The Tiger Tail usually has a yellow body and on its tail, which it uses to hold its self in place on the reef has the faint black stripes that have likened it to a tiger stripes. Again, that is the only similarity between the two animals.

Recently I saw, on a dive site called Koh Doc Mai, a darker than normal juvenile, it was about half the size of an adult, I was very pleased.

No longer than about 12 cm in length, it is classed as a fish; however they are quite unlike most fish, as it does lack scales. Its head is set an angle to its body. Its mouth is at the end of a relatively long snout which it uses with great effect at drawing its tiny food particles. Its diet is tiny fish, plankton and small shrimp and maybe even some little coral polyps.

They have several fins. The dorsal fin is used for swimming, they seem to just fly along when they move, they also have ear like pectoral fins, which they use to guide them and also for stabilisation. The young tiger tail also has, unlike other species of seahorse, a small caudal fin (tail fin) which it loses when it reaches maturity.

They are able to change their colouring and they can even grow another layer of skin filaments if it will help them blend in better with their background. They can also change colour quickly, depending of course on its mood. Rapid colour changes can happen when the seahorse is, for example, ready to mate.

As previously mentioned, the tiger tail is normally yellow in its body, but sometimes, it is quite possible to a find black one or even dark brown one too. The stripes which are on its tail, are not always visible and the actual colour of the animal can vary over time as it gets older.

These sea horses are typically found in pairs, they like to hang out in quiet areas of the coral reefs, liking either the hard of soft corals which they can hang on to. The seahorse is quite unique in the fact that the male carries the eggs after fertilisation in a pouch similar to a kangaroo pouch. It is possible for them to produce upwards of over 1500 young or more at any one time. The gestation period normally lasts about 4 weeks.

They are threatened due to the excessive abuse form the Asian market. The Chinese believe that they have a medicinal purpose, which has yet to be proved. Upwards of nearly twenty millions of these poor defence less creatures are sold each year. However, recent times have seen much tighter control over the sale of these wonderful peaceful creatures.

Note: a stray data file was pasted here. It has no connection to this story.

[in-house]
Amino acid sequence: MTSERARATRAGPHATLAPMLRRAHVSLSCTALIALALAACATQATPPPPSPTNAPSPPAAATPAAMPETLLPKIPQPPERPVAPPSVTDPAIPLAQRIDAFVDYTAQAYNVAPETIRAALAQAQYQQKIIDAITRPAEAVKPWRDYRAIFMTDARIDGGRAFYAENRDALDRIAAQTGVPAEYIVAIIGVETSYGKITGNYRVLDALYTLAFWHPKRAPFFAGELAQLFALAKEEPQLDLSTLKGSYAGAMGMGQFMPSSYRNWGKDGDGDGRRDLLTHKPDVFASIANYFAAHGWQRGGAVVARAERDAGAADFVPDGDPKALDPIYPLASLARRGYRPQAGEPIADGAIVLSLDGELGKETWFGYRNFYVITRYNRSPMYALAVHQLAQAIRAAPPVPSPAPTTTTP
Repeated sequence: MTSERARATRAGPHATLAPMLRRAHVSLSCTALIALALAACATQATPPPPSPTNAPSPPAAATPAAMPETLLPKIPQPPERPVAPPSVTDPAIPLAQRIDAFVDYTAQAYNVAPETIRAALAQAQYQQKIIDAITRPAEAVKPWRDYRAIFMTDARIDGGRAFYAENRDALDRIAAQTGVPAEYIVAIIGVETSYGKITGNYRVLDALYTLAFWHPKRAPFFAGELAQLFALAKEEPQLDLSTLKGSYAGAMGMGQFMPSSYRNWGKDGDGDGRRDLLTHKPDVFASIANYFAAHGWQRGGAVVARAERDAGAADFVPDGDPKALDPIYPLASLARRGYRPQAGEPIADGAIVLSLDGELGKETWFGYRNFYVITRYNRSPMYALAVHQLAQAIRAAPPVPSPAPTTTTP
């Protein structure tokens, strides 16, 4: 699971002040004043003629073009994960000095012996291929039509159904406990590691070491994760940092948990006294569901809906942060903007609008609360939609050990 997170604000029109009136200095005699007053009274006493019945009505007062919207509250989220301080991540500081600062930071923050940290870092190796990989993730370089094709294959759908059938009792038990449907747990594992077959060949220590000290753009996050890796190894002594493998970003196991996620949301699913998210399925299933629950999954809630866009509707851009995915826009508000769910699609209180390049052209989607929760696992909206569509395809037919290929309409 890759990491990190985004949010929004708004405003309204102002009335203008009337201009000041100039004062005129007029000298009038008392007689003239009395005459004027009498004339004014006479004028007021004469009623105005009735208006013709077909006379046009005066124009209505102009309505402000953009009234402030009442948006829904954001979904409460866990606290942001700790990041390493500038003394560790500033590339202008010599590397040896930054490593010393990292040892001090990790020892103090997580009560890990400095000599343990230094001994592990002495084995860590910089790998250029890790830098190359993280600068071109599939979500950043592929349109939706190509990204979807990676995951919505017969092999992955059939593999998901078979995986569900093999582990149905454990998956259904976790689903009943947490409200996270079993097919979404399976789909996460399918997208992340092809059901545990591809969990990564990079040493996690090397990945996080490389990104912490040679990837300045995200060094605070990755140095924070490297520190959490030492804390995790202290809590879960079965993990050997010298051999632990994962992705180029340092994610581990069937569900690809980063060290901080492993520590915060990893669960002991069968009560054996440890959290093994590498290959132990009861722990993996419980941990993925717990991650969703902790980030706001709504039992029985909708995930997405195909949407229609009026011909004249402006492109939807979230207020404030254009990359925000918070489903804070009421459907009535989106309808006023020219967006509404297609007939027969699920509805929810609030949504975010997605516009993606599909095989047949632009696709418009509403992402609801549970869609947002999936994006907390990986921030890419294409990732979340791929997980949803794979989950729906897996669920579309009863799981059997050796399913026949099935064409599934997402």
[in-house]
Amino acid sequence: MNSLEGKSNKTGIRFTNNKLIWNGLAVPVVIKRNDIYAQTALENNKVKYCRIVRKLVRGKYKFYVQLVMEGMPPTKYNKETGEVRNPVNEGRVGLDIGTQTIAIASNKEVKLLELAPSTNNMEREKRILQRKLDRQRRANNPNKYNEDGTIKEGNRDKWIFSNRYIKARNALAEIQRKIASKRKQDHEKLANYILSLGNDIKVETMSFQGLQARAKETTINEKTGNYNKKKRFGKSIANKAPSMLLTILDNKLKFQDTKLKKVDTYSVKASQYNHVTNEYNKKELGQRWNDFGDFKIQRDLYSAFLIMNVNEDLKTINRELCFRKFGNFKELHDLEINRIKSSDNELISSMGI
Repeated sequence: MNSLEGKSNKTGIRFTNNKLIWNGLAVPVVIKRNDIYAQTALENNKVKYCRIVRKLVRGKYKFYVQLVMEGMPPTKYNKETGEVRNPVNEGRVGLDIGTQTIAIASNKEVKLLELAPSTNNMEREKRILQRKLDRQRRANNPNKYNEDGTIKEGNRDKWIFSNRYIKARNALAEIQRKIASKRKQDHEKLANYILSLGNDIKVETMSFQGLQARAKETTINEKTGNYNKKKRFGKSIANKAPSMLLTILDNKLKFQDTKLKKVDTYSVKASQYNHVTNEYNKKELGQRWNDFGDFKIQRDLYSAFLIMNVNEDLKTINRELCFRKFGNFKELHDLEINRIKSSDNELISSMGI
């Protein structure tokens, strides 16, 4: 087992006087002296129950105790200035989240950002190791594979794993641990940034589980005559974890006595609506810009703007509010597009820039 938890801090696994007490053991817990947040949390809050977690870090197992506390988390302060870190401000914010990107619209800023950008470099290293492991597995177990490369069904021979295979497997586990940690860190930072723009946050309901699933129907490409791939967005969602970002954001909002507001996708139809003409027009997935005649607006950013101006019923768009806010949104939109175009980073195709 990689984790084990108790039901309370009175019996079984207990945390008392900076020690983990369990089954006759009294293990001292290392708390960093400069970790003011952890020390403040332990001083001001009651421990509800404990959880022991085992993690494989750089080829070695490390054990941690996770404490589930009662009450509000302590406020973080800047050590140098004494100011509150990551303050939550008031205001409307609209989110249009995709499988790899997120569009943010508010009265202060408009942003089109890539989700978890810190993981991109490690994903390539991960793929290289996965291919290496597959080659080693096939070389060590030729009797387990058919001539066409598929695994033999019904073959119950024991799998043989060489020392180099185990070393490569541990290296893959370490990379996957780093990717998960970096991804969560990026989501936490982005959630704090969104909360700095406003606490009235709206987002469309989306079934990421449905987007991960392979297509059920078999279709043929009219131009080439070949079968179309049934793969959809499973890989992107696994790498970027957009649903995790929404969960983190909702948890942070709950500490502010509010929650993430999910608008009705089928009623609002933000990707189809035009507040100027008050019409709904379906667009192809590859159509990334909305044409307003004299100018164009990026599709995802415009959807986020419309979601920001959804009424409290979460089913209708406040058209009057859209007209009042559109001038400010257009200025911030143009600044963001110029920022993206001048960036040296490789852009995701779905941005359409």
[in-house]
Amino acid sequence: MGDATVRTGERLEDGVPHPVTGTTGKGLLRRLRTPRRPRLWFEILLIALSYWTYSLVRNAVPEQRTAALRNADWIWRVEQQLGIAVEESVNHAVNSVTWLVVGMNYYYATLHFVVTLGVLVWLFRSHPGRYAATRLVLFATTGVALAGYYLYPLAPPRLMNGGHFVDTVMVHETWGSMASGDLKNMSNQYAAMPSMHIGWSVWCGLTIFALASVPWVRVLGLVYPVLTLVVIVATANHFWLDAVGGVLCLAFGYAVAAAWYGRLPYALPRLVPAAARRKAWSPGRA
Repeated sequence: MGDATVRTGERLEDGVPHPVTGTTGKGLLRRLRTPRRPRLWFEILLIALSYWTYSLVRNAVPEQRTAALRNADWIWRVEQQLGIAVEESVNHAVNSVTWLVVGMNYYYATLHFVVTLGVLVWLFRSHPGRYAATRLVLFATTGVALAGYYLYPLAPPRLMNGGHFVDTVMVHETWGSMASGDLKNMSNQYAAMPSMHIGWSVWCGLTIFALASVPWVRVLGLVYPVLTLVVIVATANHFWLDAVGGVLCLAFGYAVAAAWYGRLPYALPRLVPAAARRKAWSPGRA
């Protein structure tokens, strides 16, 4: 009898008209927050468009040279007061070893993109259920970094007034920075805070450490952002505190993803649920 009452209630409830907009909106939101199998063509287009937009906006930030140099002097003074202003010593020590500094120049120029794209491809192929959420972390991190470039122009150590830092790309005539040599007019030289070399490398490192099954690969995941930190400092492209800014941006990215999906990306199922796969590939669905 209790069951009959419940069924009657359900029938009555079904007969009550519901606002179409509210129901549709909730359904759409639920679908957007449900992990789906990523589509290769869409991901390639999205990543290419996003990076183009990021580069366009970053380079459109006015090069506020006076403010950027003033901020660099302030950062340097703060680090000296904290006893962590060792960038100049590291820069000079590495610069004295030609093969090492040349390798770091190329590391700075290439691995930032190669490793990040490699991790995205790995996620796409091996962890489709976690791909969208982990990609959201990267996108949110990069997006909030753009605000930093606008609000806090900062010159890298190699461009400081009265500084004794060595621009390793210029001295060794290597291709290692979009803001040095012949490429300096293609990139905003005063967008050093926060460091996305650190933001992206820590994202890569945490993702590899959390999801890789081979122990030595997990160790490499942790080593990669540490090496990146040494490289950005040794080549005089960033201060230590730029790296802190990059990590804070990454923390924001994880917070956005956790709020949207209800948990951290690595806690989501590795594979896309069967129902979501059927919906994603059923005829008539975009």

Marine Life

Hawksbill Turtle – Marine Life in Thailand

Hawksbill Turtle – Marine Life in Thailand
Turtle Grass

Hawksbill Turtle – Hawksbill’s are the most common species of Turtle we see in Thai waters’, usually spotted on shallow reefs where diving is quite common. They have been giving the name Hawksbill because of its hawk like beak.

Hawksbill Turtles are a threatened species and despite their protection they are still hunted for their meat and shell, which make souvenirs for the ignorant to take home.

Within the last century alone, the species has decline almost 80 per cent, with many of their breeding grounds been turned into hotel complexes and their eggs stolen by unscrupulous people out to make a quick buck.

Accurately assessing the breeding patterns and overall population is not so easy, though a recent estimate found around 800 females nesting, with the largest breeding ground being in Queensland, Australia.

Though here in Thailand there are several islands in the Similans group which have been closed to divers for well over a decade to help these wonderful creatures breed in private.

After a tagging program it was found that the Hawksbill turtle can travel long distances in order to mate, prior to this tagging program, they were thought to be less migratory than there other cousins.

Hawksbills are not as big as some turtle’s reaching no more than a metre in length weighing not much than 50 kilos. Their coloration is often a streaked shell of marble and amber, with touches of yellows, greens and brown too.

Hawkbill’s have a varied diet; they can often be seen on dives clambering over soft and hard coral indiscriminately to get their chops on bubble coral which they love. They will also eat small invertebrates that they find, they will also eat terrestrial food like bananas and other fallen fruit they find on beaches.

Another reason why these poor turtles are so threatened is due to their sexual maturity which does come until they are in their early thirty’s. Newly born turtles can spend up to the first ten years of their life on the open current. During this oceanic phase, the turtle is susceptible to predators like sharks, whales and even marine birds.

They are notoriously slow developers; another obvious problem for the turtle is that once they are born they are buried on beaches until they hatch. The sex of the turtle is determined by the surrounding temperatures, the warmer the more likely that females will be born.

They will lay several hundred eggs on a beach, and there will be seldom more than a few hundred nests in any particular area, once they have hatch these tiny little turtles have to then make a mad dash for the open ocean. Where waiting for them are some of the fiercest predators around. Mortality rates amongst baby turtles is extremely high

Hawksbills tend to nest every two or three years and they can lay around anything up to three hundred eggs in one sitting. It’s obvious that this beautiful creature needs help to survive, let’s just hope, that the help that they are now receiving has not come too late.

Hawksbill Turtle Image Gallery

Marine Life

Nudibranch – Marine Life in Thailand

Nudibranch – Marine Life in Thailand